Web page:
Seligman argues that one of the inevitable casualties of the rise of individualism is meaning. 'The individual, the consuming self,' he writes 'isolated from larger entities, is a very poor site for a meaningful life. However, the bloated self is fertile soil for the growth of depression.' But why should this be? As was outlined in the Happiness section, in his most recent work, Authentic Happiness, Seligman argues that meaning and happiness are inextricably linked and that we need to serve goals larger than ourselves. Here he expresses this idea but makes more of the fact that if people are isolated from larger concerns they will believe that all that matters in life is what happens to them. This means that the set-backs, failures and problems which are an inevitable part of life can become overwhelming and so they often feel unable to cope. Previous generations were consoled during difficult times by patriotism, the belief in the importance of the family or the wider community and their faith in God. This not only provided solace and consolation it also buffered people from depression.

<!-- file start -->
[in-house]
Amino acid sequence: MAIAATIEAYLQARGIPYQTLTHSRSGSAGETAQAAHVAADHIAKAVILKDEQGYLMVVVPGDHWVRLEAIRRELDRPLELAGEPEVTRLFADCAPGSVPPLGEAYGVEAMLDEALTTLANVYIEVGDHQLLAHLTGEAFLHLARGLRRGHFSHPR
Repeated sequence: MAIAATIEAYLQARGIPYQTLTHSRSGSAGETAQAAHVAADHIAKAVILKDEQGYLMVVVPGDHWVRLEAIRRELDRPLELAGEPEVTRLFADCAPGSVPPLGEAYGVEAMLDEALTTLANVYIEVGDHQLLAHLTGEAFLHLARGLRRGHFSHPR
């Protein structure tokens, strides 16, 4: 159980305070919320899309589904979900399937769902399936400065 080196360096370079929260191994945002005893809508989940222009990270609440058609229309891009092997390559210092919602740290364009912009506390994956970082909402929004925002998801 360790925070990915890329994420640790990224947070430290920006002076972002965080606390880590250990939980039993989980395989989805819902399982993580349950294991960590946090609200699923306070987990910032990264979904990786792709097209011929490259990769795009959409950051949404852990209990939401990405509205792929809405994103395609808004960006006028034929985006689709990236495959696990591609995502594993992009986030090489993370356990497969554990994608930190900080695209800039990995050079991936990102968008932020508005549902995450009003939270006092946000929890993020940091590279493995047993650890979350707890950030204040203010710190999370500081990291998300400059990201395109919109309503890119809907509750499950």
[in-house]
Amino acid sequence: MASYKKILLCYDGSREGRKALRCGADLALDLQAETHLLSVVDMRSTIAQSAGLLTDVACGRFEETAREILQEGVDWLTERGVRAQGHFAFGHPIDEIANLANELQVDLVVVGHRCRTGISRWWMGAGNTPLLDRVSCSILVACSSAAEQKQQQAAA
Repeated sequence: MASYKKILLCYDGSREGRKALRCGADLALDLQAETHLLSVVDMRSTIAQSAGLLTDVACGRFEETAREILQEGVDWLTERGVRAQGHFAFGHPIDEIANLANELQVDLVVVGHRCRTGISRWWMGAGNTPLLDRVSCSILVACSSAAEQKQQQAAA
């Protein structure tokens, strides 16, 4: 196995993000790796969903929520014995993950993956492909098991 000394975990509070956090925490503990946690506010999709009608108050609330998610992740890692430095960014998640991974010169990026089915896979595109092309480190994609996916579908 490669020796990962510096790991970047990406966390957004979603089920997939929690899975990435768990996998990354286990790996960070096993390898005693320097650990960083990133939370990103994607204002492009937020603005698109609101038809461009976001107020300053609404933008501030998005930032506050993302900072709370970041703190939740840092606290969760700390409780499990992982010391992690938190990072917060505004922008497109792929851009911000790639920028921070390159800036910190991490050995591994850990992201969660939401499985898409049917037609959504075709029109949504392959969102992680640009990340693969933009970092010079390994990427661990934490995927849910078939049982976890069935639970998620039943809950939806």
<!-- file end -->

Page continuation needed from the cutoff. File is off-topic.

The importance of bad feelings
This tendency to overemphasise the negativity of things going wrong in your life has also, according to Seligman, been exaggerated and encouraged by the self-esteem movement. As a psychologist he is very aware that 'strong emotions such as anxiety, depression, and anger, exist for a purpose: they galvanize you into action to change yourself or your world, and by doing so to terminate the negative emotion.' Feeling bad can help us learn to become more optimistic and to overcome feelings of helplessness. Inevitably, such feelings carry pain but they are an effective 'alarm system' which warns us of 'danger, loss, and trespass'. Artificially trying to protect children from bad feelings will undermine their development, not aid it.